Podcast Review #14: Underwood and Flinch (season 1)

originally published January 9, 2011

Title: Underwood and Flinch
Author: Mike Bennet
Genre: Vampire Horror
Released: 18 January 2009 – 27 November 2009
Located: PodiobooksiTunes, Author’s site
Formats Available: podcast only
Rating: R for violence, language and adult content

Back in October of 2009, before I began reviewing podcast fiction, I had stumbled upon Mike Bennet’s Hall of Mirrors Podcast. Hall of Mirrors is similar to one of the old time television horror magazines. It much reminded me of Night Gallery (for those of you that remember that far back). I enjoyed most of the few eps I had a chance to listen to, but with the beginning of these reviews, I found I had little time to listen to anything that wasn’t a novel, so Hall of Mirrors fell off my listen to list. Recently I discovered Mr. Bennet had been working on a vampire novel and part one was complete.

So, on to the review.

Synopsis: All David Flinch ever wanted was a normal life.

But when you’re a member of the Flinch family, normal has never been easy.

For hundreds of years, the eldest male Flinch has been servant and guardian to the Lord Underwood. While the Flinches have changed through the generations, Underwood, a vampire, has been eternal. David had hoped to be spared the horror of serving his family’s lord and master, but when he is summoned to the Flinch home in Spain by his dying older brother, he knows his luck has run out. Underwood must be resurrected from the grave in a ritual of human sacrifice, and David must be the man to do it. Because if he doesn’t, an even greater evil than Underwood will rise: the evil that is David’s sister.

Underwood and Flinch is an epic horror-thriller that spans the centuries. From the teeming slums of 17th Century London to an ex-pat community in modern-day Spain, this is the new novel from Mike Bennett, author of ‘One Among the Sleepless’ and ‘Hall of Mirrors’. (Stolen from Podiobooks.com)

Production: Mr. Bennet does a fine job with the production of Underwood and Flinch. There isn’t any atmospheric noises to jar the listener out of the story. There is also no use of sound affects other than the occasional bit of music which I found to add atmosphere and authenticity. Overall, I enjoyed the production very much.

Grade: A-

Cast: Mr. Bennet does Underwood and Flinch as a self read, and he does it very well. His grandiose, at times, over the top narration is perfect for the story he is telling. This is one of those cases where I truly believe there is no one that could read the story like the author. You truly get the feeling this is what it sounded like in his own head when he wrote it.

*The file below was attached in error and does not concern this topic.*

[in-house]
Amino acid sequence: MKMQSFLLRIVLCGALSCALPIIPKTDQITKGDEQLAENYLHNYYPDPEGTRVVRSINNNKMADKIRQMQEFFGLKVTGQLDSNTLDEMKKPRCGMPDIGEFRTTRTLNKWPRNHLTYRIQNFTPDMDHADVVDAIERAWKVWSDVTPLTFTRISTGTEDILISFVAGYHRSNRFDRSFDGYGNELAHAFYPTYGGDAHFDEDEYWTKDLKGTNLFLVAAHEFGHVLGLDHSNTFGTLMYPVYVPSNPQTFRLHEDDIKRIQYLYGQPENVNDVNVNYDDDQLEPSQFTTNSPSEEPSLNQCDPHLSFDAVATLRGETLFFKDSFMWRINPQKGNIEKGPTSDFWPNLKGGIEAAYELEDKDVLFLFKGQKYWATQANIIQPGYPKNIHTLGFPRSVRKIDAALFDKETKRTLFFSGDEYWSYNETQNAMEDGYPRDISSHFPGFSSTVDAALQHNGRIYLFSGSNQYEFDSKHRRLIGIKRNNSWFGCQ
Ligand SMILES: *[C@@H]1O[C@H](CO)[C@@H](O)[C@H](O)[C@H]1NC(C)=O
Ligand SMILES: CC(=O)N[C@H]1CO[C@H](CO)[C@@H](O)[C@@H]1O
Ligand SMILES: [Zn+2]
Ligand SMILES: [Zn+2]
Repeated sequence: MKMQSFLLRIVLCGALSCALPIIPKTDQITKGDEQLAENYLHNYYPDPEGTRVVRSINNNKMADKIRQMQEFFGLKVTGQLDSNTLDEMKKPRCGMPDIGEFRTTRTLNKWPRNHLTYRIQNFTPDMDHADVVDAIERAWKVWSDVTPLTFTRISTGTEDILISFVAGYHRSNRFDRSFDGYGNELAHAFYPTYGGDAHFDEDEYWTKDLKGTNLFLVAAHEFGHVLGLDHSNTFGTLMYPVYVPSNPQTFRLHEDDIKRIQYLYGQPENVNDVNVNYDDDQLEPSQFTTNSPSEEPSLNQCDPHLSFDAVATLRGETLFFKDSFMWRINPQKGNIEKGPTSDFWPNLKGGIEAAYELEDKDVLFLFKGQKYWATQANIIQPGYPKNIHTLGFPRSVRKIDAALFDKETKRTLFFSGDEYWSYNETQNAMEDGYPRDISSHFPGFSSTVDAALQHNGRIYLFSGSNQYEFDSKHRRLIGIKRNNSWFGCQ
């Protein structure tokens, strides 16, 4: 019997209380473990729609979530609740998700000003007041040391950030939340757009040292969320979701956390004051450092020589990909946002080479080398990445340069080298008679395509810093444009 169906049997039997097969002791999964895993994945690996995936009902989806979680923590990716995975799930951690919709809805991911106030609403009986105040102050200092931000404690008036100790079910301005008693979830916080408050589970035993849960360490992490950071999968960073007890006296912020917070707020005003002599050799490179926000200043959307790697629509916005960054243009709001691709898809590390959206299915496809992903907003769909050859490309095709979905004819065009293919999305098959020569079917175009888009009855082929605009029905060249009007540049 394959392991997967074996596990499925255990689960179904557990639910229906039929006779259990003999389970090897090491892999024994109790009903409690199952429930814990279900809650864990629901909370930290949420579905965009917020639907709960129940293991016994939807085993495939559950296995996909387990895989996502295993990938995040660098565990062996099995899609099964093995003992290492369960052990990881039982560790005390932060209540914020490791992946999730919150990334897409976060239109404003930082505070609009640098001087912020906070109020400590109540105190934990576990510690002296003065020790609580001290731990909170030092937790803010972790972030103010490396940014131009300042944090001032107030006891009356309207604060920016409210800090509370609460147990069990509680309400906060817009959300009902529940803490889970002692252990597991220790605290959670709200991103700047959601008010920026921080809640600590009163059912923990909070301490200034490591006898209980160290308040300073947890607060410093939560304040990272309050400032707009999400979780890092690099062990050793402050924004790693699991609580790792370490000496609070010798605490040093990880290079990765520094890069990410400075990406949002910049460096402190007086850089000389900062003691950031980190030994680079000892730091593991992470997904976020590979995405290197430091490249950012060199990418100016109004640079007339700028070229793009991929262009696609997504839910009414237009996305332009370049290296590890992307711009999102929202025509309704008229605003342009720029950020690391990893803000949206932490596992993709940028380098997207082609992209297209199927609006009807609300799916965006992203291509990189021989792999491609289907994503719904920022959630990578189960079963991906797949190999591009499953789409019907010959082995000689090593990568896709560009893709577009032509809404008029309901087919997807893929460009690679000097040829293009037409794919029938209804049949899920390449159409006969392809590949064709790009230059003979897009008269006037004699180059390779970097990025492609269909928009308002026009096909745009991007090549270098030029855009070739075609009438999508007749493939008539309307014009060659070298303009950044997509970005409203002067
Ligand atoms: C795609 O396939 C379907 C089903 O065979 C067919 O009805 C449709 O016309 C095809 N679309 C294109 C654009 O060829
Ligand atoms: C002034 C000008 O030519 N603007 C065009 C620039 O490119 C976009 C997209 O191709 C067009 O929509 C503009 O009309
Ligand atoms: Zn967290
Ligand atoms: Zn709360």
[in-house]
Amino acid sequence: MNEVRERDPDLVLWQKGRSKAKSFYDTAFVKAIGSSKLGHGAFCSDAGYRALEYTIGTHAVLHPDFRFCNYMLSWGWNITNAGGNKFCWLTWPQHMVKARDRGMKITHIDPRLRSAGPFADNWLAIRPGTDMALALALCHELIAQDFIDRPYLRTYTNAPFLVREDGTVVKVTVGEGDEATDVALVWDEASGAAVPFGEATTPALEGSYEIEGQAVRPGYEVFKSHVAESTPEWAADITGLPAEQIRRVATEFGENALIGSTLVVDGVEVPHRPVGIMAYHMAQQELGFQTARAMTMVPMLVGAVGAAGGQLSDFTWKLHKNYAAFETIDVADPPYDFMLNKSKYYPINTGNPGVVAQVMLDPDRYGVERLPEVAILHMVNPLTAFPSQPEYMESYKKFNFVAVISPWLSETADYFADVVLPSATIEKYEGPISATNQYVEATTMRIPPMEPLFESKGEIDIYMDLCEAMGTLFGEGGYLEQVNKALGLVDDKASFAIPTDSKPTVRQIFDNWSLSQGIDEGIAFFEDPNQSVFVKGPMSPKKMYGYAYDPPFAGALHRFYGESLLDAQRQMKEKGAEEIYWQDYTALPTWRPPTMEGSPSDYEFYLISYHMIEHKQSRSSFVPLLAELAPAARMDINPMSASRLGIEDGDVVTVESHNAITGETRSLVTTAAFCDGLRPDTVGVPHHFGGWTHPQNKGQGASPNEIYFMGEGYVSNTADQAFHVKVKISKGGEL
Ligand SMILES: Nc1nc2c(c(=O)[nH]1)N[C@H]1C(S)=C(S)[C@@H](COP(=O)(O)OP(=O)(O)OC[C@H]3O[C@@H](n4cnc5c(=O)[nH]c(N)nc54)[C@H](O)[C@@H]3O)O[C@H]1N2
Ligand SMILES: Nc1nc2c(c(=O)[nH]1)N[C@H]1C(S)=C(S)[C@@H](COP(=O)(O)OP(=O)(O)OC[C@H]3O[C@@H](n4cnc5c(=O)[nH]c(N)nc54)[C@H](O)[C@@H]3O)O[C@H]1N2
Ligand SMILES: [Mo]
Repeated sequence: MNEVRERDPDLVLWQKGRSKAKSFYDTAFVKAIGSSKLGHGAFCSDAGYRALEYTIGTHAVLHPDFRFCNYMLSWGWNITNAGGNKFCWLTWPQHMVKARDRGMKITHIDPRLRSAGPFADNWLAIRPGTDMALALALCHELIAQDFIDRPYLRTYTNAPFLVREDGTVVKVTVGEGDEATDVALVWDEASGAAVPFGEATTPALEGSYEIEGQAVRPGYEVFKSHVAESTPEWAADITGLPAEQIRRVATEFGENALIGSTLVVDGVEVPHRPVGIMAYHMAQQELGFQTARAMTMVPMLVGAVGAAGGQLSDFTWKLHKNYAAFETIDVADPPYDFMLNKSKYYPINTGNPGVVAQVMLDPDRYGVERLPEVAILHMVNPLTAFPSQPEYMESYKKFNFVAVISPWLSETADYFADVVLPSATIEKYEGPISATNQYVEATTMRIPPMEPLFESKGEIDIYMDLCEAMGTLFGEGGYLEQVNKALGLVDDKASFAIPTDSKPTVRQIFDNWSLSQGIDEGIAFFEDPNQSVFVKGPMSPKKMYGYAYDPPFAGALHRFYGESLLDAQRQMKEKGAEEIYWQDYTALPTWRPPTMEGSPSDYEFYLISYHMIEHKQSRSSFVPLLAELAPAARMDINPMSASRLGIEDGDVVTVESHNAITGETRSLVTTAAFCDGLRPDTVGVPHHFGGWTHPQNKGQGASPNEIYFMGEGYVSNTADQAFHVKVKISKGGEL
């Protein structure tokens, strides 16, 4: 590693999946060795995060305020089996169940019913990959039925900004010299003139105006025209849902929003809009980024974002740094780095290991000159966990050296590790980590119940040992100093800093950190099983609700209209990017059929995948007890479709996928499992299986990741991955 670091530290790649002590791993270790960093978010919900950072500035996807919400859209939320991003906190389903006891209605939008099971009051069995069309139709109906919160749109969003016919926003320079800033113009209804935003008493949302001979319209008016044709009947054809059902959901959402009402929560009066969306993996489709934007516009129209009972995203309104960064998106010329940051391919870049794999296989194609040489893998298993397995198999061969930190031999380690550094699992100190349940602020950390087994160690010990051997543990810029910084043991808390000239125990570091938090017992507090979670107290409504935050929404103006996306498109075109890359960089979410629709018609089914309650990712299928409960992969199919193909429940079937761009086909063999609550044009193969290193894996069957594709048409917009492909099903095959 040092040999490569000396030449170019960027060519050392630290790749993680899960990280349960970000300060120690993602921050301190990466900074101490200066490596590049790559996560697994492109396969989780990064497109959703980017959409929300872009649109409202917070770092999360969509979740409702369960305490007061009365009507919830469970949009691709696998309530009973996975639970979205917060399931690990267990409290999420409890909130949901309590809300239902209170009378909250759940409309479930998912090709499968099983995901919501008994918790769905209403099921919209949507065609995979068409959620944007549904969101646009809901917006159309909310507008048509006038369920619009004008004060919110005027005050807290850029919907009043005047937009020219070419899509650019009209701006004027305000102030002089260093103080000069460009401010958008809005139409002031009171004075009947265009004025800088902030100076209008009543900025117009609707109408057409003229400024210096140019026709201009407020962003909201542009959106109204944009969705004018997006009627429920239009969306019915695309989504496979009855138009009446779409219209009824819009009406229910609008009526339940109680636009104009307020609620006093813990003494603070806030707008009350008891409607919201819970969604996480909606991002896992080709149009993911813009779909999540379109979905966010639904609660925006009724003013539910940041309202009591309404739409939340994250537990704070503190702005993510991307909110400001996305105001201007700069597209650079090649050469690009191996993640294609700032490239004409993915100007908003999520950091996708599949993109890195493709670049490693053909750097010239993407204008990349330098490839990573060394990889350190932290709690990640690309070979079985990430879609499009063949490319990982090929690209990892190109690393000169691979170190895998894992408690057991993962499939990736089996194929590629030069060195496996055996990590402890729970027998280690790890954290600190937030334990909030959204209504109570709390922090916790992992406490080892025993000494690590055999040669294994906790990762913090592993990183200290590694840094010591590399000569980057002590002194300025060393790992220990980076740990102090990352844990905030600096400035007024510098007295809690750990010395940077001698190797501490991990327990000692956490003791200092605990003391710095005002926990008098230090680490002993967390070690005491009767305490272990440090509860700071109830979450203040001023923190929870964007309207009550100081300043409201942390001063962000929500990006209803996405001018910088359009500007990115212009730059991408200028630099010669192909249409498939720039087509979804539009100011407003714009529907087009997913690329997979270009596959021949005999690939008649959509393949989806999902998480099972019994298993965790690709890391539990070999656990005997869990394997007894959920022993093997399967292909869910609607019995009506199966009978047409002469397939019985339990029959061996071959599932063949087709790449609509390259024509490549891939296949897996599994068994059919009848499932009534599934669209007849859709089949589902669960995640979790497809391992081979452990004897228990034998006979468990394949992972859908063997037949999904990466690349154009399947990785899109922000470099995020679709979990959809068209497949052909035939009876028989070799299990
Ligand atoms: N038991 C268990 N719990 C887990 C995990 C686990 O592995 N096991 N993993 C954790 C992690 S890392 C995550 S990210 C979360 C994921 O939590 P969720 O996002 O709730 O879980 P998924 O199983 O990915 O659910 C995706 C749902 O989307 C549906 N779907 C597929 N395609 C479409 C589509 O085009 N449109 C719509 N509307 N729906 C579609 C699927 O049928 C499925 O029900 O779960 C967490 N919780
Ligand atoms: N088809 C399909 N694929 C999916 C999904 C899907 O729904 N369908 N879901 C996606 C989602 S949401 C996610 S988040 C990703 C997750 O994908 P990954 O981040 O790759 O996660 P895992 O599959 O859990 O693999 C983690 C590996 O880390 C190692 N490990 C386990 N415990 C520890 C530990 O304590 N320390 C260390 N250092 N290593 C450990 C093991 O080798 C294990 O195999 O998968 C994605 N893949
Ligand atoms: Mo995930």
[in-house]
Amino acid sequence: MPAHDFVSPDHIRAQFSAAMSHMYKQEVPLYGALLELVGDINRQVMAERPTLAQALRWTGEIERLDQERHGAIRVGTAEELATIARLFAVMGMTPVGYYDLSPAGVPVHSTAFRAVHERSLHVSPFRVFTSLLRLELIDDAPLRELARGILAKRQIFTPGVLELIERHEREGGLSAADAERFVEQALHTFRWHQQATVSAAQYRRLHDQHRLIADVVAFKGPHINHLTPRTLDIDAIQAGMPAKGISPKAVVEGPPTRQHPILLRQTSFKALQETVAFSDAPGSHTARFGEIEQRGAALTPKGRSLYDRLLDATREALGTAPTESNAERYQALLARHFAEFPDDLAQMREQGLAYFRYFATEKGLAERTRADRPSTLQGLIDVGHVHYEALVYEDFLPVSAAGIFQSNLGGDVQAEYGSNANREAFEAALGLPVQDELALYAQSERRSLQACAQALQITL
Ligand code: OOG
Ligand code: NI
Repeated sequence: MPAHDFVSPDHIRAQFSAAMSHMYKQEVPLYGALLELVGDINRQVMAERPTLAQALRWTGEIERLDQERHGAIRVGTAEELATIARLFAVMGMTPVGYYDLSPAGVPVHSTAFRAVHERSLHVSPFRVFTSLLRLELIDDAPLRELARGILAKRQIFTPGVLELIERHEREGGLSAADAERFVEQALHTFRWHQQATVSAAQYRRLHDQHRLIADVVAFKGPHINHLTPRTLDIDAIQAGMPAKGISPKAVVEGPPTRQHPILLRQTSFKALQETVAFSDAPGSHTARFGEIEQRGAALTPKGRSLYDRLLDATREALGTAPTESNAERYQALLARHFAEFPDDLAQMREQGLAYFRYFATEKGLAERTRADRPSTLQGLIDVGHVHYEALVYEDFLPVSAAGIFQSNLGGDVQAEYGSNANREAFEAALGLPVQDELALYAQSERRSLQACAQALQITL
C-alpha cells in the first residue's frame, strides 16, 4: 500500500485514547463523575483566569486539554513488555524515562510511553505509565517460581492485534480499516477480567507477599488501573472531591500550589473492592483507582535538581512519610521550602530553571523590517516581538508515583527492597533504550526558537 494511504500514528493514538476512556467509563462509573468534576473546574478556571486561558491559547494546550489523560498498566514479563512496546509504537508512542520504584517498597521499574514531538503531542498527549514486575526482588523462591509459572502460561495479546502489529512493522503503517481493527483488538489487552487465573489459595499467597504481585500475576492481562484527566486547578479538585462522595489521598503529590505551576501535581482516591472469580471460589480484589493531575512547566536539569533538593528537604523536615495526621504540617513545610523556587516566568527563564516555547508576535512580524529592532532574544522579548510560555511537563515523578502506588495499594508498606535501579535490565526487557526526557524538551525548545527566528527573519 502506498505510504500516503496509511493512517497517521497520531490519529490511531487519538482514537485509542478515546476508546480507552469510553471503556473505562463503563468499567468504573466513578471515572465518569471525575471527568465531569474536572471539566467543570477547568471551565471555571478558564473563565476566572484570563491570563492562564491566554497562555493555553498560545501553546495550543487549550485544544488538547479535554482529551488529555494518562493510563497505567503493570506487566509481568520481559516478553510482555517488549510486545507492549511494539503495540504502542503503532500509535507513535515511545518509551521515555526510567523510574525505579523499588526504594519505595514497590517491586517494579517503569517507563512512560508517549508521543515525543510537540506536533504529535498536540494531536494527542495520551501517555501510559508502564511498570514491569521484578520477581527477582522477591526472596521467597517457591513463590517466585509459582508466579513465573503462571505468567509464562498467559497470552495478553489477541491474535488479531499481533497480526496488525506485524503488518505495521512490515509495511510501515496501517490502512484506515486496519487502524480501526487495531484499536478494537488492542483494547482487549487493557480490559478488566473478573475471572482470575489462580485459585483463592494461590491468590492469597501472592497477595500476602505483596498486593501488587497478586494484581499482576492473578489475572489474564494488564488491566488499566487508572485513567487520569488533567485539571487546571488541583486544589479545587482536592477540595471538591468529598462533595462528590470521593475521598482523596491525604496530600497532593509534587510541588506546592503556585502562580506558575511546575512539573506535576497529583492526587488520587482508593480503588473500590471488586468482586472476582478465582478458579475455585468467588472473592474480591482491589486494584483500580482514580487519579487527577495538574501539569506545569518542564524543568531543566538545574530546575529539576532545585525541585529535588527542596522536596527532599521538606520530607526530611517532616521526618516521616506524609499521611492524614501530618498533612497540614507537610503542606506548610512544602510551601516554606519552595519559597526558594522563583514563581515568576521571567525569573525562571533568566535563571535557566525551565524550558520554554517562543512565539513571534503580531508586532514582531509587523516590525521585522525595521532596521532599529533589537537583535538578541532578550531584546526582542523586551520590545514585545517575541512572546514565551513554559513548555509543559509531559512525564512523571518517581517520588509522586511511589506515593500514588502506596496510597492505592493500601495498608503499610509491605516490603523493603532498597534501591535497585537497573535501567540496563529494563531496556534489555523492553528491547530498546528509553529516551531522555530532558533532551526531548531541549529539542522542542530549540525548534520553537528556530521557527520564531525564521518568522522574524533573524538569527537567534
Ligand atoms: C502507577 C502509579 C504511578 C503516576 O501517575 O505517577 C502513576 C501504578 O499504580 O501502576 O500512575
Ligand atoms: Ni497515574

Grade: A+

Story: Underwood and Flinch is a vampire story. A vampire story built on the mythos of Dracula and other vampire stories from my youth. You know the kind. The vampire is unrepentant of his need for blood. He is not good, or gentle, or sparkly. He eats people. He takes what he wants. It is also the story of David Flinch. His caretaker. This is the sympathetic character and he does a good job even if he wallows a bit in his own pain.

Grade: A

Verdict: Once again I find myself the victim of not reading closely enough. Underwood and Flinch is “in progress”. When I first subscribed, I just assumed it was complete as it hadn’t been updated for a couple of weeks and had 40 episodes. Rather long episodes at times. I wish it had been complete because I greatly enjoyed it and want to know how the story ends. However, the first season (or part) is complete and tells the tale of David Flinch and his familial obligation to serve the Lord Underwood and help in his resurrection after a long dormant hibernation. One thing I truly liked about this story is that it truly DID end some elements of the story by the end of season one. This has become a pet peeve of mine lately. If a podcast is going to claim “seasons” then it has the right to leave storylines open, and even to cliffhanger me. However, I truly believe that it must end some elements of the story rather than just “quit”. Mike Bennet made sure Underwood and Flinch ended season one at a natural point, but it will definitely leave you wanting more.

Disclosure: I”ve never met or tweeted with Mr. Bennet. I don’t even know if he’s on Twitter (though I remember hearing something about that on the podcast). I was offered nothing in return for this review.

~ by odin1eye on 16 January, 2020.

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